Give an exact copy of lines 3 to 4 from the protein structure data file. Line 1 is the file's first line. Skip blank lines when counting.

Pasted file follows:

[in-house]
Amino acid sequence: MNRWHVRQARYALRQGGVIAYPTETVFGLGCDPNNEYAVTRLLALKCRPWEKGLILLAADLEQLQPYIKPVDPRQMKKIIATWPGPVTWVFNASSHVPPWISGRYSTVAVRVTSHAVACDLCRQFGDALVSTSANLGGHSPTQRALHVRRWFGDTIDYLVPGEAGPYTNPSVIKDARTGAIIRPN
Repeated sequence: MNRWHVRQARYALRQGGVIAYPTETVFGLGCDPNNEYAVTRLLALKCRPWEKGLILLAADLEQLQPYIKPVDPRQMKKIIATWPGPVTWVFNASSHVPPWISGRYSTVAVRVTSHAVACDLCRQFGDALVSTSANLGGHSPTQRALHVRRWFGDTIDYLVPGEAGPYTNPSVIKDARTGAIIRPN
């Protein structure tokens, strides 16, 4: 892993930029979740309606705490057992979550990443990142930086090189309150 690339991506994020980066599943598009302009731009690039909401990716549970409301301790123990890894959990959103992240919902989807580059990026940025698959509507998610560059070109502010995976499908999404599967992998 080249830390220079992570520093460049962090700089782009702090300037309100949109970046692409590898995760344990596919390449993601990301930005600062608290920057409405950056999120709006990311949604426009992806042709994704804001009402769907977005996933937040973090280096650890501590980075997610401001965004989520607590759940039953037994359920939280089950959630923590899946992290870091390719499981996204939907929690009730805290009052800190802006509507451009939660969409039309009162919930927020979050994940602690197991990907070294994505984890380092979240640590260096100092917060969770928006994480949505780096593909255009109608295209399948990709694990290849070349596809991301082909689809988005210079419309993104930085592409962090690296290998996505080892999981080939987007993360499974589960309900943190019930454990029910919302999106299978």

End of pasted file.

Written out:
Repeated sequence: MNRWHVRQARYALRQGGVIAYPTETVFGLGCDPNNEYAVTRLLALKCRPWEKGLILLAADLEQLQPYIKPVDPRQMKKIIATWPGPVTWVFNASSHVPPWISGRYSTVAVRVTSHAVACDLCRQFGDALVSTSANLGGHSPTQRALHVRRWFGDTIDYLVPGEAGPYTNPSVIKDARTGAIIRPN
């Protein structure tokens, strides 16, 4: 892993930029979740309606705490057992979550990443990142930086090189309150 690339991506994020980066599943598009302009731009690039909401990716549970409301301790123990890894959990959103992240919902989807580059990026940025698959509507998610560059070109502010995976499908999404599967992998 080249830390220079992570520093460049962090700089782009702090300037309100949109970046692409590898995760344990596919390449993601990301930005600062608290920057409405950056999120709006990311949604426009992806042709994704804001009402769907977005996933937040973090280096650890501590980075997610401001965004989520607590759940039953037994359920939280089950959630923590899946992290870091390719499981996204939907929690009730805290009052800190802006509507451009939660969409039309009162919930927020979050994940602690197991990907070294994505984890380092979240640590260096100092917060969770928006994480949505780096593909255009109608295209399948990709694990290849070349596809991301082909689809988005210079419309993104930085592409962090690296290998996505080892999981080939987007993360499974589960309900943190019930454990029910919302999106299978």